Advertisement

Retirement Transitions Under Changing Institutional Conditions: Towards Increasing Inequalities? Comparing Evidence from 13 Countries

  • Moritz Hess
  • Stefanie König
  • Dirk Hofäcker
Chapter

Abstract

The concluding chapter summarizes the theoretical approach of the book and provides a stylized overview of the results from the international comparison and the 13 single country studies. It highlights that the major pension system and labor market reforms throughout the last 15 years in Europe, Japan, and the USA have been effective in meeting their goal of delaying retirement. However, it seems as if not all older workers are benefiting from this trend. Vulnerable labor market groups such as the low-skilled, unemployed, long-term sick, and migrants are struggling to meet the requirements of the new active aging policy. Policymakers, trade unions, and employers must recognize the inequalities that the credo of extended working life might cause and keep them in mind when planning new reforms of the welfare state or changes to workplace settings.

Keywords

Employment Rate Early Retirement Pension System Labor Market Reform Occupational Pension 
These keywords were added by machine and not by the authors. This process is experimental and the keywords may be updated as the learning algorithm improves.

References

  1. Blossfeld, H.-P., Buchholz, S., & Hofäcker, D. (Eds.). (2006). Globalization, uncertainty, and late careers in society. London/New York: Routledge.Google Scholar
  2. Blossfeld, H.-P., Buchholz, S., & Kurz, K. (Eds.). (2011). Comparing late working life and retirement in modern societies. Cheltenham/Northampton: Edward Elgar.Google Scholar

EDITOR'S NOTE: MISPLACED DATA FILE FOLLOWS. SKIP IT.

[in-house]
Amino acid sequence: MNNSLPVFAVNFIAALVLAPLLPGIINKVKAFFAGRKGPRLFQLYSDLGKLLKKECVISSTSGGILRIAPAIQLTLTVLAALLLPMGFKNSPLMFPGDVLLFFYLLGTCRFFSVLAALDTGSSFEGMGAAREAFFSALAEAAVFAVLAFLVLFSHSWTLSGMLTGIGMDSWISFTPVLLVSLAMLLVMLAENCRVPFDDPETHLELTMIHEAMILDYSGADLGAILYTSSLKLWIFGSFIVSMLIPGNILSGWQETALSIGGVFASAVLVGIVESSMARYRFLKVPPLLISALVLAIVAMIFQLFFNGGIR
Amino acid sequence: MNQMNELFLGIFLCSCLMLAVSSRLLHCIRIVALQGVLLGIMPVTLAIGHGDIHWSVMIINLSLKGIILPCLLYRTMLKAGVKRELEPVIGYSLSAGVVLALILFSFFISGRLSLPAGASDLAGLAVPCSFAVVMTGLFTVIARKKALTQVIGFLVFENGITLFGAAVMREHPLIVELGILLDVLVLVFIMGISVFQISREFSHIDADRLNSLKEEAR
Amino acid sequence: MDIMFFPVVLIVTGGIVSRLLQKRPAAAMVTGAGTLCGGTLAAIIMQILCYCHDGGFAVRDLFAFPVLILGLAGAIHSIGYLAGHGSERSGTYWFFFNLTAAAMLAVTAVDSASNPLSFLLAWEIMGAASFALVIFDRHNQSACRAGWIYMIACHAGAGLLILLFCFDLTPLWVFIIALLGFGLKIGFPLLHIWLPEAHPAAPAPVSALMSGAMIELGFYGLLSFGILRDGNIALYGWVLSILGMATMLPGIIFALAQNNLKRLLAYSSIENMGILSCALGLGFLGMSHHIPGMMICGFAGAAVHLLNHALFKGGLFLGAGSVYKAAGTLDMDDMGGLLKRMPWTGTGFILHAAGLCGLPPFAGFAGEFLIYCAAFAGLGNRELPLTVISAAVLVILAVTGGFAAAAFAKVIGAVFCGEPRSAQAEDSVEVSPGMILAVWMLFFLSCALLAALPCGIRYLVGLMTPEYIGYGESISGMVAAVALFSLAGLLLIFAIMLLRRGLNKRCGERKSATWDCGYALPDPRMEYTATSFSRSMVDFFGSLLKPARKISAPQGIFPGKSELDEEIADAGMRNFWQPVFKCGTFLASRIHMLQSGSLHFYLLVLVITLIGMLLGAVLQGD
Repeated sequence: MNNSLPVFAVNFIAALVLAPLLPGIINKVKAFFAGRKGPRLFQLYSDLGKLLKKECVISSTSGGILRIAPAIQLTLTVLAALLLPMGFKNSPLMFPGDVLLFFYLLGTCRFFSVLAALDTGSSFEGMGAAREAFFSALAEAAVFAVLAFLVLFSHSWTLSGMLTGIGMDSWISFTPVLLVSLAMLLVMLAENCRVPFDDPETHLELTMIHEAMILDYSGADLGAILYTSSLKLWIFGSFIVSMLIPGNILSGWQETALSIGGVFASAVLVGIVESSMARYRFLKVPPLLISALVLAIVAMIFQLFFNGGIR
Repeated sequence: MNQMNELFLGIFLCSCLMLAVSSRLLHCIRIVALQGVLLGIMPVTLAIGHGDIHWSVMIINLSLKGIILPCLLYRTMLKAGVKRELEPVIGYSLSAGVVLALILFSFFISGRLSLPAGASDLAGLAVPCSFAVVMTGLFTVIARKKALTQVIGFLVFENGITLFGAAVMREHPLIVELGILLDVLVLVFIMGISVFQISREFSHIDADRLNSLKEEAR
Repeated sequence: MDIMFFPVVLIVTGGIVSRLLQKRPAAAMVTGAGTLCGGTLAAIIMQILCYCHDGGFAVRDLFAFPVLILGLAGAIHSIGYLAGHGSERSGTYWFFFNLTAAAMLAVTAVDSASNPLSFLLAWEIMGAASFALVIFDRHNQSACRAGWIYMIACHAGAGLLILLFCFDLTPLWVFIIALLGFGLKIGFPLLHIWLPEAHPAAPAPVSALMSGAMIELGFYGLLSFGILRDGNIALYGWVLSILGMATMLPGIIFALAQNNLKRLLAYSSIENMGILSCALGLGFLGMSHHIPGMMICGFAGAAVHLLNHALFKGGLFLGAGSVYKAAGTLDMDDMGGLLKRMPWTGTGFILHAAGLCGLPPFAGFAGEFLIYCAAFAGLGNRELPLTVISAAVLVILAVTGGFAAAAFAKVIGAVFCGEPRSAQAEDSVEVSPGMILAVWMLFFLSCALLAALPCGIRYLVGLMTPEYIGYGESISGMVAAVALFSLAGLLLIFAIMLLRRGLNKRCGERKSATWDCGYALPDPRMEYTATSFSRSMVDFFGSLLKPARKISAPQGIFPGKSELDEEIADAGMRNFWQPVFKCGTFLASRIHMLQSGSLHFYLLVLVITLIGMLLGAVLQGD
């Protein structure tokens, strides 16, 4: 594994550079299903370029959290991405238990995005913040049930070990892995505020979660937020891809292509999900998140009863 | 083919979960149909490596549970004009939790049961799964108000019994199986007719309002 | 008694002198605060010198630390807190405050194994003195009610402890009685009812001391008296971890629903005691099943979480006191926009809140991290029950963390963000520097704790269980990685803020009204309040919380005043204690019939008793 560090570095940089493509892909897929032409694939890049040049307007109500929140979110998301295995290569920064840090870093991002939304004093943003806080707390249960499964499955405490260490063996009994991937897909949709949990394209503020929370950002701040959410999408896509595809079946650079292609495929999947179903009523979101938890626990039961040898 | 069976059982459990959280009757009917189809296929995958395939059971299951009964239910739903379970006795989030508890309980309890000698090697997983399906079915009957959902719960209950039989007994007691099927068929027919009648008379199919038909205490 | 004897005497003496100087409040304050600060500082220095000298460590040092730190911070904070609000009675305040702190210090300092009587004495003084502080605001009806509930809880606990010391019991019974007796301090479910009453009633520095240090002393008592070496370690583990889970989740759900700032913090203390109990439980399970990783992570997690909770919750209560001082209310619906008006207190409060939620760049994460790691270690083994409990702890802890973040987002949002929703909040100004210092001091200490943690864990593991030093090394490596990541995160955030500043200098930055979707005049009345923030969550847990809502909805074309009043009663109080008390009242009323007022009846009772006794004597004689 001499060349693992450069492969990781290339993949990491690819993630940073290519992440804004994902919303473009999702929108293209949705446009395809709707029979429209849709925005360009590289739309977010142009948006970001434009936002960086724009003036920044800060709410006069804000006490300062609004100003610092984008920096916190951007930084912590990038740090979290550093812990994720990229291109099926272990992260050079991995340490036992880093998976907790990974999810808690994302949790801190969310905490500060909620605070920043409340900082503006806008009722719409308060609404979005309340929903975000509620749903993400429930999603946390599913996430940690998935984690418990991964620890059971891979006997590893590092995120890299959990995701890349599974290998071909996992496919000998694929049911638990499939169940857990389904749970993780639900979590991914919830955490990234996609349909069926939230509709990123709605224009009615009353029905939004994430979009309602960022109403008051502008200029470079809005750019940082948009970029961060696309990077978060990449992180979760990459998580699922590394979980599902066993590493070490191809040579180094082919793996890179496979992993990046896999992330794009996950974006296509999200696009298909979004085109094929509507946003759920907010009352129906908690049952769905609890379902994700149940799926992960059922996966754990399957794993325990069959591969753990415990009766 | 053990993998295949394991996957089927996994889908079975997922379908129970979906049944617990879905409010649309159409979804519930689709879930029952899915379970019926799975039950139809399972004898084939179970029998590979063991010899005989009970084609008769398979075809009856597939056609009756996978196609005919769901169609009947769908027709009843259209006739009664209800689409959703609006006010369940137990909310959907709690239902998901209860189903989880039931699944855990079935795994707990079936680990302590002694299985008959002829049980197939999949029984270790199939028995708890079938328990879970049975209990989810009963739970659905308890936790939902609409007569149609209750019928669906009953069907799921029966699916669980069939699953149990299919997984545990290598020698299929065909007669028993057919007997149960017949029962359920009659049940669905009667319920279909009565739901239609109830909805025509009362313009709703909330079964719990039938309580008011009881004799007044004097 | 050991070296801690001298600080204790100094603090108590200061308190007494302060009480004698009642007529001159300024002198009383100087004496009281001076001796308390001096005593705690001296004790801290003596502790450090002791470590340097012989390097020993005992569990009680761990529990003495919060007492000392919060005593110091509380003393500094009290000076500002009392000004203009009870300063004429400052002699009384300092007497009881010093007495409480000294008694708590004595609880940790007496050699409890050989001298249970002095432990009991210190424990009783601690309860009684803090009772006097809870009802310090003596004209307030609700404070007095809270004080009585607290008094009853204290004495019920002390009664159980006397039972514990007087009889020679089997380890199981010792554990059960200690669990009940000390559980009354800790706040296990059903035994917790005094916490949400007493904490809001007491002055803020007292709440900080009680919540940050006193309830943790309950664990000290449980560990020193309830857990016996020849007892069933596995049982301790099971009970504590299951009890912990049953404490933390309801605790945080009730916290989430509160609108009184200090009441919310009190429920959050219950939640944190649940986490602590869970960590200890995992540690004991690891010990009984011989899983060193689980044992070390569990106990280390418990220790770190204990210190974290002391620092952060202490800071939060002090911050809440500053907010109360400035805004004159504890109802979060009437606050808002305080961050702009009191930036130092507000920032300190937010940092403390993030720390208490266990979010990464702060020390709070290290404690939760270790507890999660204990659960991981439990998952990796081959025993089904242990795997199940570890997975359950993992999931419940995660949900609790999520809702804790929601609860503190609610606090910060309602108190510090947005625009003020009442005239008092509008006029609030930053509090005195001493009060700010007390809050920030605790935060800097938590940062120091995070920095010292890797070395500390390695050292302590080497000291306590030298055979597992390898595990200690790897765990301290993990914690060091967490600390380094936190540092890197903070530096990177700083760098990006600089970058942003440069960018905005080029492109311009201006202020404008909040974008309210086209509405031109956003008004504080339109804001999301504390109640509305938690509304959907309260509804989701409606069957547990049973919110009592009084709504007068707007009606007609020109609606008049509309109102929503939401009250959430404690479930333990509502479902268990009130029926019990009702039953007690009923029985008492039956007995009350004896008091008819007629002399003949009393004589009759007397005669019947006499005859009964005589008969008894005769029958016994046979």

3. D’Addio, A. C., Keese, M., & Whitehouse, E. (2010). Population ageing and labour markets. Oxford Review of Economic Policy, 26(4), 613–635.CrossRefGoogle Scholar
  4. Ebbinghaus, B. (2006). Reforming early retirement in Europe, Japan and the USA. Oxford: Oxford University Press.CrossRefGoogle Scholar
  5. Ebbinghaus, B., & Hofäcker, D. (2013). Reversing early retirement in advanced welfare economies: Overcoming push and pull factors. Comparative Population Studies—Zeitschrift für Bevölkerungswissenschaft, 38(4), 807–840.Google Scholar
  6. Guger, A. (1998). Austria’s old-age pension system in an international comparison. WIFO Austrian Economic Quarterly, 1, 31–42.Google Scholar
  7. Harper, S. (2015). The challenges of the twenty-first-century demography. In C. Torp (Ed.), Challenges of aging: Retirement, pensions, and intergenerational justice (pp. 17–30). Houndmills: Palgrave Macmillan.CrossRefGoogle Scholar
  8. Naegele, G., & Walker, A. (2007). Social protection: Incomes, poverty and the reform of pension systems. In J. Bond, S. Peace, F. Dittmann-Kohli, & G. Westerhof (Eds.), Ageing in society: European perspectives on gerontology (pp. 142–166). London: SAGE.CrossRefGoogle Scholar
  9. Radl, J. (2013). Retirement timing and social stratification: A comparative study of labour market exit and age norms in Western Europe. London: Versita De Gruyter Open.Google Scholar

Copyright information

© The Author(s) 2016

Authors and Affiliations

  1. 1.Institute of Gerontology at the Technical University of DortmundDortmundGermany
  2. 2.Department of PsychologyUniversity of GothenburgGothenburgSweden
  3. 3.University of Duisburg-EssenEssenGermany

Personalised recommendations